Soft and cuddly with long drooping ears, it could pass as a stuffed animal.
Only the funny, twitching nose suggests there's life pulsing within that small ball of fur. Meet the lop rabbit!
For many pet lovers in the Baltimore area and elsewhere, the lop -- a breed of rabbit with long ears that go down, not up -- is a quiet, introverted, undemanding substitute for the noisier, insistent and more extroverted dog or cat. But like the dog and the cat, it can be friendly, intelligent, easily housebroken and gifted with a distinct personality that endears itself to children and adults alike.
Mary Smith bought a male lop for her teen-age daughter, Megan, more than two years ago, and it quickly became a family favorite. When the first one died earlier this year, she didn't hesitate to buy a replacement.
"It has a great personality and it's just adorable," she says of the tawny-colored rabbit, which shares her home in Catonsville. "It's very docile, very affectionate and it trained itself to be housebroken. If the cage is open, it goes in whenever it needs 'to go.' "
Convenience aside, perhaps it's the idea of a fluffy rabbit with ears that refuse to stand up that causes most people to smile.
Those intriguing ears fall to the side because their cartilage isn't strong enough to hold them up. The rabbit comes in about 25 different colors and patterns, from all-white to all-black, with the various colored types, including tortoise shell, chocolate and lilac, being the most popular.
Barbara Gesswein, president of the National Capital Rabbit Breeders Association, has been raising lops at her home near Damascus since about 1975, and believes she may have introduced the breed, which originated in Europe, to this area. It BTC happened when a man moved here from Texas bringing with him his house pet, a male French lop.
As the rabbit matured, it started "spraying," typically marking off its territory by dousing the area outside the cage with urine. Chagrined, the man sought someone to take the pesky bunny off his hands and Mrs. Gesswein accepted. (She says only about 10 percent of the males become troublesome with their spraying; neutering ends this nuisance.)
About the same time Mrs. Gesswein acquired the male, a woman returned from Germany, bringing back several female lops. She wanted to breed her does and Mrs. Gesswein had the only buck around. The rest is progeny.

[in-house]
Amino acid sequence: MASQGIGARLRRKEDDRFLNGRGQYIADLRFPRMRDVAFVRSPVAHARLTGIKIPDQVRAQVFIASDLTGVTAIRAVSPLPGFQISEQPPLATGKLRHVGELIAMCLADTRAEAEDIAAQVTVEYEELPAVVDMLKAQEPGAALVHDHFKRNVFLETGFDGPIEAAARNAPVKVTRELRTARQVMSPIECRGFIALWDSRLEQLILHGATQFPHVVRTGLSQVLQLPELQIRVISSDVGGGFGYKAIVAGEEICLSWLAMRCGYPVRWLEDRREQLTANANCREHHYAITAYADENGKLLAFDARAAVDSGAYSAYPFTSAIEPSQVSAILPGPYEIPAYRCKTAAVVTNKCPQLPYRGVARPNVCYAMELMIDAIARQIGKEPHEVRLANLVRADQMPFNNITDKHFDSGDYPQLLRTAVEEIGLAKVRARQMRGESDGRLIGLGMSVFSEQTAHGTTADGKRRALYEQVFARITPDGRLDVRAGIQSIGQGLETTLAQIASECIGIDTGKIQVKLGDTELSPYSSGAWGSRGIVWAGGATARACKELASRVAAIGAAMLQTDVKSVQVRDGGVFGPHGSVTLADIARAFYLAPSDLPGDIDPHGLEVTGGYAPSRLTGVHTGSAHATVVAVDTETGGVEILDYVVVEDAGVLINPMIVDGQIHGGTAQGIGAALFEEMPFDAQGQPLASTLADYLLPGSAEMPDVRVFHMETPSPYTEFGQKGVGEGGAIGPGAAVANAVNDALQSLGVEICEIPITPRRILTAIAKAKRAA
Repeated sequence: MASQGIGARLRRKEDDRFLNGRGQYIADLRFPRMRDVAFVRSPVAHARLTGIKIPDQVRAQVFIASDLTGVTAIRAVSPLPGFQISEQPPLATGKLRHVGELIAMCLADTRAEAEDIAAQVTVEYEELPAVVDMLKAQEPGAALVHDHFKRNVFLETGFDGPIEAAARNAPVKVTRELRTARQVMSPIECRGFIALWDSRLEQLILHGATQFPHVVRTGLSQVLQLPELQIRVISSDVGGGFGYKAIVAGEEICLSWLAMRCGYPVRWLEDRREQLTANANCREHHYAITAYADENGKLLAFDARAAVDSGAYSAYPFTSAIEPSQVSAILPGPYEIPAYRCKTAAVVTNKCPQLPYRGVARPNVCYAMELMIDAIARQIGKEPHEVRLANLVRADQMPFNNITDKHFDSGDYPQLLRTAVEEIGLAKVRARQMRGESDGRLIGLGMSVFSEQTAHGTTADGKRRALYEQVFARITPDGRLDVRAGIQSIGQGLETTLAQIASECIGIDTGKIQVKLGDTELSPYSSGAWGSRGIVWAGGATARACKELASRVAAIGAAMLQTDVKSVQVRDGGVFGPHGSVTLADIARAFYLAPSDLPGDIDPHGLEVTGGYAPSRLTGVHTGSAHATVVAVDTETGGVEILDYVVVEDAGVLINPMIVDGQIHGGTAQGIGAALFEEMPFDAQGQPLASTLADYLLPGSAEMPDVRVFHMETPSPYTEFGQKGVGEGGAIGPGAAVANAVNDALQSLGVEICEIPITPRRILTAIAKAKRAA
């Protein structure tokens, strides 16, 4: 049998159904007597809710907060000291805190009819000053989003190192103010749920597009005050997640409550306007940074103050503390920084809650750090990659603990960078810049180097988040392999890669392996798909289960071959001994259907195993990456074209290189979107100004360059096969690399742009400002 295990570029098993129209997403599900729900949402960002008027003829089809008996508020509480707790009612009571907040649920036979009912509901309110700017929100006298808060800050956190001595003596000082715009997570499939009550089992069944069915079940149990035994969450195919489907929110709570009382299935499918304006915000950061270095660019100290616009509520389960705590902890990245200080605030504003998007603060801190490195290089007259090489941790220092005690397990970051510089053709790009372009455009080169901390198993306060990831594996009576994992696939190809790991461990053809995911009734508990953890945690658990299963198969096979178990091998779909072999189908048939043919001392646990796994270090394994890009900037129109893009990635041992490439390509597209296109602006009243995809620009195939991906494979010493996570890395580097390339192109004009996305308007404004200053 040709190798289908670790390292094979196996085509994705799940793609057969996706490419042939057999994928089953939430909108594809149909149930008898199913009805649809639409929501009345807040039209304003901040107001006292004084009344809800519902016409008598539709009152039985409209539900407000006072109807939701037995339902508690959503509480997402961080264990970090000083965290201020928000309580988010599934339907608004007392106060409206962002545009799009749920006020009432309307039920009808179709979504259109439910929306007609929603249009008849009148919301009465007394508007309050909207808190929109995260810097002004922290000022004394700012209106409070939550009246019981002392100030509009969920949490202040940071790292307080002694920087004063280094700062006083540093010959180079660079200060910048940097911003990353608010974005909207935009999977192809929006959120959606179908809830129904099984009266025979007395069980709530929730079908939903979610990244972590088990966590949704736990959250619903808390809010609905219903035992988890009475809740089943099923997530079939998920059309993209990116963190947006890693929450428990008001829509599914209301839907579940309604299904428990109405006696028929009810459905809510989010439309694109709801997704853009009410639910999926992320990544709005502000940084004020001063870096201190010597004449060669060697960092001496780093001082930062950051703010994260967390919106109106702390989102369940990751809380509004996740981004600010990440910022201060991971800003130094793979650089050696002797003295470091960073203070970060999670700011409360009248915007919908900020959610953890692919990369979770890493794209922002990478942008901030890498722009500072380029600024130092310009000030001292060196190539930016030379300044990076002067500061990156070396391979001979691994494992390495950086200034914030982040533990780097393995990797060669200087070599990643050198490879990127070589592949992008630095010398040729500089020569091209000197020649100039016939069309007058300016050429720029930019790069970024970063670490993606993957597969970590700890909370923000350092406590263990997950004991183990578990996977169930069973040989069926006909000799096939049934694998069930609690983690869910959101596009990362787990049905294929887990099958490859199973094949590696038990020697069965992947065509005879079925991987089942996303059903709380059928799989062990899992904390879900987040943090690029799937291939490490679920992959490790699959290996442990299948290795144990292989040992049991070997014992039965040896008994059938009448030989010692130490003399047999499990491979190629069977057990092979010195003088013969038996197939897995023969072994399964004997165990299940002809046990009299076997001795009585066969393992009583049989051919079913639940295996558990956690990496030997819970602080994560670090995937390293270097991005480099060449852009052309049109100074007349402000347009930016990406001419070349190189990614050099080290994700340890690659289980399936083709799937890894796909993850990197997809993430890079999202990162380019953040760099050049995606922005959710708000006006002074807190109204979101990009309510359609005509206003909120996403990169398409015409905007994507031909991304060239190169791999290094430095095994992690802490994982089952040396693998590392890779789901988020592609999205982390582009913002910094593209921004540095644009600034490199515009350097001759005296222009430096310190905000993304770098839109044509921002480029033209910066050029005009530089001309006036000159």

Over the years Mrs. Gesswein has raised three different varieties, the large French lop, the medium-sized mini lop and the smaller Holland lop. She has done especially well with the mini lop in competitive shows, racking up enough points to be third best in the nation. Currently, she is specializing in purebred Hollands, among other rabbit types, breeding them for show and for sale.
Explaining the popularity of thelop rabbit as a house pet, Mrs. Gesswein says, "A lot of people live in apartments and are not allowed to have a dog or a cat, but they can have a caged animal. The lops are quiet. They don't bark. They can make a sound, but they seldom do. . . . And they don't require any yearly shots, so they're less expensive from a veterinary standpoint."
"It's the looks," adds Dale Iles, secretary of the 900-member Mini Lop Rabbit Club. "They're so cute, and they have such nice personalities. Rabbits have dispositions just like people. A few can be nasty, but most are decent and gentle, unlike some
breeds which can be quite aggressive. they make good pets, and kids love them."
Another plus is the cost. Lops sell for about $35 and up as pets, though those with certain characteristics desired by a breeder may go for several hundred dollars. And they live 8 to 12 years, depending on the variety.
The male lop, which is the friendlier and the more outgoing of the two, makes the better pet, while the female often tends to sit passively in the cage.